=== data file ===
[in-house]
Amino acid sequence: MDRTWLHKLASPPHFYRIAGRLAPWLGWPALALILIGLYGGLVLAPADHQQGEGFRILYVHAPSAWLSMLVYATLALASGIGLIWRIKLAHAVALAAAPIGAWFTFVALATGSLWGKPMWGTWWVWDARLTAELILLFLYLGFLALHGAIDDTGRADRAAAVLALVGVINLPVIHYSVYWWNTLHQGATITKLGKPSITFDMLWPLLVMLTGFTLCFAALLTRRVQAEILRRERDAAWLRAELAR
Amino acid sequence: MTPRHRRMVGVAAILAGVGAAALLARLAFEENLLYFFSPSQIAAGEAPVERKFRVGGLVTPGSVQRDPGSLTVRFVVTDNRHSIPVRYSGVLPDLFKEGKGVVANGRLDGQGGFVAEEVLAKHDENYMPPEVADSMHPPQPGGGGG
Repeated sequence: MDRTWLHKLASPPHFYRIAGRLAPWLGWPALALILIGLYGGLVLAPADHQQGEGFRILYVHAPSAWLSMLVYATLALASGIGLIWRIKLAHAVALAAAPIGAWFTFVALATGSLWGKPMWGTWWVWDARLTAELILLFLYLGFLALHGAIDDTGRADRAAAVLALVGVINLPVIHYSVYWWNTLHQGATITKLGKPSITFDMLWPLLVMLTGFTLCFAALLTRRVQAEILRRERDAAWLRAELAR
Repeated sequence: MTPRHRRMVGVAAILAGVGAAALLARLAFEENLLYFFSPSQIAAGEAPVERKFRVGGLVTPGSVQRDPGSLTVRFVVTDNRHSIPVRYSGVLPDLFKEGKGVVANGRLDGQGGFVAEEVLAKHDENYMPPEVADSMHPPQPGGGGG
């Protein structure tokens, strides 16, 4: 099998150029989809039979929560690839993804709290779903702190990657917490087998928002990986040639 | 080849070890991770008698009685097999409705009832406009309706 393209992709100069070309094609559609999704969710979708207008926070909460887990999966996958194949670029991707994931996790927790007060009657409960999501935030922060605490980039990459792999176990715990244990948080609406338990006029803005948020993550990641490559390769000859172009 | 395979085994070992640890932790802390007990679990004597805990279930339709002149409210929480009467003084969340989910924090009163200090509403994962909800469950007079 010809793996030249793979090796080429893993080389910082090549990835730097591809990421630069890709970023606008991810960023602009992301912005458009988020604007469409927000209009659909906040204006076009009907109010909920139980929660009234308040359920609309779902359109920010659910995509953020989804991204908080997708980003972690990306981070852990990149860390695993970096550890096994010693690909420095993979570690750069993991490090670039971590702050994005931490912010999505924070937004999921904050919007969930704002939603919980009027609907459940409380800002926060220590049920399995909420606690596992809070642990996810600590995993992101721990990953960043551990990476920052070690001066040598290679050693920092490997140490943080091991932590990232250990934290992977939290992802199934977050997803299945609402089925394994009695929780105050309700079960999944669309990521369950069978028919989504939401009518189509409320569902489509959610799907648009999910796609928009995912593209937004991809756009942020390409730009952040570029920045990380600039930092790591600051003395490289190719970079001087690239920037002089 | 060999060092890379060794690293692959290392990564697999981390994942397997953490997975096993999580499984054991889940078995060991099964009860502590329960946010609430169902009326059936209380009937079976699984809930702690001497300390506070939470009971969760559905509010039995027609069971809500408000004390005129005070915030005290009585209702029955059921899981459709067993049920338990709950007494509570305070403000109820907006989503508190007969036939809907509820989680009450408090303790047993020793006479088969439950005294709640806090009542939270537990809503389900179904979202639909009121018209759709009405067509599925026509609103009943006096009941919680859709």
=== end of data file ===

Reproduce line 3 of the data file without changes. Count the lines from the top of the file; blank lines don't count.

Amino acid sequence: MTPRHRRMVGVAAILAGVGAAALLARLAFEENLLYFFSPSQIAAGEAPVERKFRVGGLVTPGSVQRDPGSLTVRFVVTDNRHSIPVRYSGVLPDLFKEGKGVVANGRLDGQGGFVAEEVLAKHDENYMPPEVADSMHPPQPGGGGG